This Week in 1960s Baseball
The Glove Club: Bobby Richardson
Of the great New York Yankees teams of the 1960s, the most under-rated player – amid a roster of perennial All-Stars – was second baseman Bobby Richardson.
A career .266 hitter, Richardson twice batted .300 or better (and led the American League with 209 hits in 1962). But his bat wasn’t what kept him in the lineup. Nor was it needed. In a lineup that featured hitters such as Mickey Mantle, Roger Maris, Elston Howard, Bill Skowron, Yogi Berra and Tom Tresh, the Yankees had plenty of run-producing support.
What made Richardson most valuable to five consecutive American League pennant winners was his consistent defense at second base. He was the Gold Glove winner at that position every year from 1961-1965. And he rarely took a day off, averaging 159 games per season over that five-year period. He retired with a .979 fielding percentage.
He was the anchor in an infield that featured Skowron (and later, Joe Pepitone) at first base, Clete Boyer at third, and Tony Kubek (with help from Tresh) at shortstop. All of them were All-Stars, as was Richardson (seven times).
In the World Series (Richardson played in seven), he was a dynamo at-bat and in the field. His bat in the 1960 World Series (11 hits, 12 RBIs) made him the Most Valuable Player (the only World Series MVP selected from the losing team). And he set a record with 13 hits in the 1964 World Series.
Of course, it was his final-out catch of a blistering Willie McCovey line drive that saved the 1962 World Series for the Yankees, the only major league team he ever played for.
This Week in 1960s Baseball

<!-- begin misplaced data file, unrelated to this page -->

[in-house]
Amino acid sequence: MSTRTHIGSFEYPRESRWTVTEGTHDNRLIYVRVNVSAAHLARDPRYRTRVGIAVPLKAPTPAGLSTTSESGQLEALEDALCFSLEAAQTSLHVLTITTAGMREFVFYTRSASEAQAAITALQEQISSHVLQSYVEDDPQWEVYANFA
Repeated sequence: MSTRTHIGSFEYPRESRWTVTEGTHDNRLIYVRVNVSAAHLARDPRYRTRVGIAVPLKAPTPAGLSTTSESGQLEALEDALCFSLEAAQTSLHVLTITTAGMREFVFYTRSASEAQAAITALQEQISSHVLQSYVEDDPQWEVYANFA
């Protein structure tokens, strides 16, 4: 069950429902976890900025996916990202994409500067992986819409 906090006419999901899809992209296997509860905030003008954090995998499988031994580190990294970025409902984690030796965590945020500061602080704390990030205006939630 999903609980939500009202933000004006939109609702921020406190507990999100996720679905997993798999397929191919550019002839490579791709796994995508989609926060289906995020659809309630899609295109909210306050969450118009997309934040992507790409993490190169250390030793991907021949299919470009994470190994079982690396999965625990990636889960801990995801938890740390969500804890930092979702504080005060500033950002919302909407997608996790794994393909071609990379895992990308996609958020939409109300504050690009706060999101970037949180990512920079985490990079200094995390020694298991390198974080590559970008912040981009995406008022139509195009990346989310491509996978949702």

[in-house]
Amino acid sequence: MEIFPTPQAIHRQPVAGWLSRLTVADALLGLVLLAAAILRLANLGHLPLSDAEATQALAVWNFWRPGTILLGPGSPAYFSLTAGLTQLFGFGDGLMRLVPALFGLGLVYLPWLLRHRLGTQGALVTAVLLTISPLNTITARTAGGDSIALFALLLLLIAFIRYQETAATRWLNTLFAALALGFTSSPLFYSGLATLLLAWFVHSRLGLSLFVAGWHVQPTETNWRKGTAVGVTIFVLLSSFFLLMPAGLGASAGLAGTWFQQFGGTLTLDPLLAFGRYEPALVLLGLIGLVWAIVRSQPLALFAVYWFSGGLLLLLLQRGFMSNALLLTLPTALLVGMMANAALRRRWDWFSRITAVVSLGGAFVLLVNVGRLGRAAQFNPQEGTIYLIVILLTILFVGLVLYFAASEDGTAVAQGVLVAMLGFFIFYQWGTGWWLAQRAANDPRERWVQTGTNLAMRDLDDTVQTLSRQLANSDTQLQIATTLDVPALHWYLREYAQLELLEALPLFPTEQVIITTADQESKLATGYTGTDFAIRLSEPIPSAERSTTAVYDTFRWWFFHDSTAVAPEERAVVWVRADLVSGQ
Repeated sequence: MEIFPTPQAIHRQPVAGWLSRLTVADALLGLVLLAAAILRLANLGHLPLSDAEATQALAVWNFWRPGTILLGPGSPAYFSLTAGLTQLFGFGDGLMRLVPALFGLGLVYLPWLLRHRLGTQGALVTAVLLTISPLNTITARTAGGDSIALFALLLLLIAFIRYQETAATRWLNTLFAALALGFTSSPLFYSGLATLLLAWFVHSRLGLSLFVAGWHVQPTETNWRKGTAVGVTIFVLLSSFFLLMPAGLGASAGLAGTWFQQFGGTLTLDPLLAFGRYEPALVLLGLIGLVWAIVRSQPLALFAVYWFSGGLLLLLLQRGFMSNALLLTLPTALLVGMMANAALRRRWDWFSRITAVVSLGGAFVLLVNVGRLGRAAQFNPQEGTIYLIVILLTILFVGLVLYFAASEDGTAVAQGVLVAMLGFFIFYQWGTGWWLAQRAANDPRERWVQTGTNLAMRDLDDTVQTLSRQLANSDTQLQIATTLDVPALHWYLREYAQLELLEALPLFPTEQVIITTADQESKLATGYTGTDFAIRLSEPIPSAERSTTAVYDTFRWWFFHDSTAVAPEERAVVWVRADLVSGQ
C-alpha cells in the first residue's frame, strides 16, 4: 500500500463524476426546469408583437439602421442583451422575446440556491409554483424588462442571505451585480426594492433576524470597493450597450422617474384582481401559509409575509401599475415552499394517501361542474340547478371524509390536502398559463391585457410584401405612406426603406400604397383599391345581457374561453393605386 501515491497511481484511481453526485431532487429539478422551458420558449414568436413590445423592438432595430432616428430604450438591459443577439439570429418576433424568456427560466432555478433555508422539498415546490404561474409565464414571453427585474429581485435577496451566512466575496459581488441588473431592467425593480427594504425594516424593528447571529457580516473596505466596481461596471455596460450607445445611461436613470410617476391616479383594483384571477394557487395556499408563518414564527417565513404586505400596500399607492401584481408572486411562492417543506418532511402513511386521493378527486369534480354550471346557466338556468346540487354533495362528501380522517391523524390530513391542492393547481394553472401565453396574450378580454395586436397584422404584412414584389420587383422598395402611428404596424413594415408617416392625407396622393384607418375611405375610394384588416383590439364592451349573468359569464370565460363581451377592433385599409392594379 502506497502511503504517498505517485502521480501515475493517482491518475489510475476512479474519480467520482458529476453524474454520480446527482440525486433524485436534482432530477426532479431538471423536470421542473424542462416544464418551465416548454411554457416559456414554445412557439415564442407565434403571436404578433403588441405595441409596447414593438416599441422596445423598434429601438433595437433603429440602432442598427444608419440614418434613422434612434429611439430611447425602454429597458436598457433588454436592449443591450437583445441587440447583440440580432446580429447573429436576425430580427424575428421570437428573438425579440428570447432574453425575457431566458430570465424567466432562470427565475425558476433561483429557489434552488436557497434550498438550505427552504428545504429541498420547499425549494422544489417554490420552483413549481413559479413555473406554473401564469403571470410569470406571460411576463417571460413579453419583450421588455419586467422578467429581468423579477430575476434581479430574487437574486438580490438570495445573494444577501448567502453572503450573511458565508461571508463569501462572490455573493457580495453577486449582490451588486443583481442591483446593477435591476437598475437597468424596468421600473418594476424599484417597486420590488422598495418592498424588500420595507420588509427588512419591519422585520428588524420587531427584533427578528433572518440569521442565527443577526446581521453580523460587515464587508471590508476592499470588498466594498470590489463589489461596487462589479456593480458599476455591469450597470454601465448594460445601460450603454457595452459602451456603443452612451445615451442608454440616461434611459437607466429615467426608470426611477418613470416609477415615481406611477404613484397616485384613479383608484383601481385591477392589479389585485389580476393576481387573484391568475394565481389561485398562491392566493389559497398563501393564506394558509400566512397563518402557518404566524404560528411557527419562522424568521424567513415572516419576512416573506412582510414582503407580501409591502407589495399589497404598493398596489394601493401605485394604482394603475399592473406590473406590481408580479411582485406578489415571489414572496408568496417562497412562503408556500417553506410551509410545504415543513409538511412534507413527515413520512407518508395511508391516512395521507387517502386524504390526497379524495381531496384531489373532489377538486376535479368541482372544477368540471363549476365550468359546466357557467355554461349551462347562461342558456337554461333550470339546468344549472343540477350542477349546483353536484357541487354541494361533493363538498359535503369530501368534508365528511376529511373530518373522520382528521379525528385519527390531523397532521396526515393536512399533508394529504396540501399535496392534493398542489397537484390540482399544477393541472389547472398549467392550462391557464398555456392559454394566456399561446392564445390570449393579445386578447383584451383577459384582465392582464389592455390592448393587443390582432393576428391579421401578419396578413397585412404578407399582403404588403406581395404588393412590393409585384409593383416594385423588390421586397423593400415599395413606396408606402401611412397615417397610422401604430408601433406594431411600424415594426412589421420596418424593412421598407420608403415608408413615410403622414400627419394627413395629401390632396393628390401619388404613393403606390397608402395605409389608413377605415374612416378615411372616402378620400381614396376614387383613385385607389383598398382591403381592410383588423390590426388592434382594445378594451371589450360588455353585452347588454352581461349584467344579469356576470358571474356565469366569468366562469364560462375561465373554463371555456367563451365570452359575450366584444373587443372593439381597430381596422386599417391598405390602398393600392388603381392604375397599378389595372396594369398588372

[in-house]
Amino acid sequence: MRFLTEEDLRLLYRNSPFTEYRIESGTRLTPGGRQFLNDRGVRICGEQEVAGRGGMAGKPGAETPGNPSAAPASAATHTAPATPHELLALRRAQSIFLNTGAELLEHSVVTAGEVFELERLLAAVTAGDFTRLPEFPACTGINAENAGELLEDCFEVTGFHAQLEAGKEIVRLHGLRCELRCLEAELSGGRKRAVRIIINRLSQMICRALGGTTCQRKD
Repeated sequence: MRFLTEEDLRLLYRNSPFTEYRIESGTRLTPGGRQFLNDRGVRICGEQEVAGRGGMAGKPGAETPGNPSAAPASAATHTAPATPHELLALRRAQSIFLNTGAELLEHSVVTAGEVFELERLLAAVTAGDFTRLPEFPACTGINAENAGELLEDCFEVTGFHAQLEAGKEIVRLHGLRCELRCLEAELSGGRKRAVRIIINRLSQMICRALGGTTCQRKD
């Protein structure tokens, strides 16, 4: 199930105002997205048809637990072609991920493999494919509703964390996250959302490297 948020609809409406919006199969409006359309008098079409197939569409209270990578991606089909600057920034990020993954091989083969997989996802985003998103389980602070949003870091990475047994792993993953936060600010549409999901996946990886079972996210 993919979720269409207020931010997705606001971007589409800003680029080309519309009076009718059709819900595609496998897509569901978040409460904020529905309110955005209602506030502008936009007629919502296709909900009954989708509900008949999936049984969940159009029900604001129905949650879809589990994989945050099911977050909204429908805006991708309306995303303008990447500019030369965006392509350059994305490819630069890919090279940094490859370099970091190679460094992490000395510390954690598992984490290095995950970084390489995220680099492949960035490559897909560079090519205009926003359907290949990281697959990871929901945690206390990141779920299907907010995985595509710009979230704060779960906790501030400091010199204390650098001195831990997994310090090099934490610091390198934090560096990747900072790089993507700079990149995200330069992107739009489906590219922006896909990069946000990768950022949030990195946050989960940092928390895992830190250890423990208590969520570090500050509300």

Tresh hit a two-run homer in the first inning to chase White Sox starter Juan Pizarro. He followed up with home runs in the third and fifth innings against reliever Bruce Howard. Tresh finished the game with four hits in five at-bats with five RBIs.
Yankee left-hander Al Downing pitched the three-hit shutout for New York, striking out nine White Sox batters. Third baseman Clete Boyer and catcher Doc Edwards each added a pair of RBIs for the Yankees.
Tresh went two for three in the first game, with a double and a walk, scoring two runs and driving in another. For the day, Tresh batted six for eight with six RBIs. He would finish the 1965 season with a .279 batting average, 26 home runs and 74 RBIs.
It would also be the season when he would win his only Gold Glove.
This Week in 1960s Baseball …
(October 15, 1964) — In what would be his final postseason game, Mickey Mantle today hit a three-run homer, but it wouldn’t be enough as the St. Louis Cardinals beat the New York Yankees 7-5 to take the seventh game of the 1964 World Series.
Mantle’s home run was his third of this World Series and the eighteenth World Series home run of his career, the most in major league history.